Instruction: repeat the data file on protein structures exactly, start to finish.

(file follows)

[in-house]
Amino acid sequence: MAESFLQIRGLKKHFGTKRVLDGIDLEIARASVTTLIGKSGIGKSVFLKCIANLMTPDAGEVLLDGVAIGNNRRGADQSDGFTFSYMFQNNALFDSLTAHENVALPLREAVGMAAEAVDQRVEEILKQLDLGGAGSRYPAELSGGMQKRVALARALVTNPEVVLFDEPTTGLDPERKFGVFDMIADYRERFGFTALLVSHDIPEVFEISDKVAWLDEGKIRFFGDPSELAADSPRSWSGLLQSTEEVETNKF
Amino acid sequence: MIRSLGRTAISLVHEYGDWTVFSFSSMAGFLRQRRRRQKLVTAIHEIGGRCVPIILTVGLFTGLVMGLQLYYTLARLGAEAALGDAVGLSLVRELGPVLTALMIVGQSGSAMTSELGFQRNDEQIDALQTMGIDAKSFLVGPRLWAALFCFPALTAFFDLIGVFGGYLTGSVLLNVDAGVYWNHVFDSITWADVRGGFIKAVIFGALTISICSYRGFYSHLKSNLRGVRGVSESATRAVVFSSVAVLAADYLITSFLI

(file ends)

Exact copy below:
[in-house]
Amino acid sequence: MAESFLQIRGLKKHFGTKRVLDGIDLEIARASVTTLIGKSGIGKSVFLKCIANLMTPDAGEVLLDGVAIGNNRRGADQSDGFTFSYMFQNNALFDSLTAHENVALPLREAVGMAAEAVDQRVEEILKQLDLGGAGSRYPAELSGGMQKRVALARALVTNPEVVLFDEPTTGLDPERKFGVFDMIADYRERFGFTALLVSHDIPEVFEISDKVAWLDEGKIRFFGDPSELAADSPRSWSGLLQSTEEVETNKF
Amino acid sequence: MIRSLGRTAISLVHEYGDWTVFSFSSMAGFLRQRRRRQKLVTAIHEIGGRCVPIILTVGLFTGLVMGLQLYYTLARLGAEAALGDAVGLSLVRELGPVLTALMIVGQSGSAMTSELGFQRNDEQIDALQTMGIDAKSFLVGPRLWAALFCFPALTAFFDLIGVFGGYLTGSVLLNVDAGVYWNHVFDSITWADVRGGFIKAVIFGALTISICSYRGFYSHLKSNLRGVRGVSESATRAVVFSSVAVLAADYLITSFLI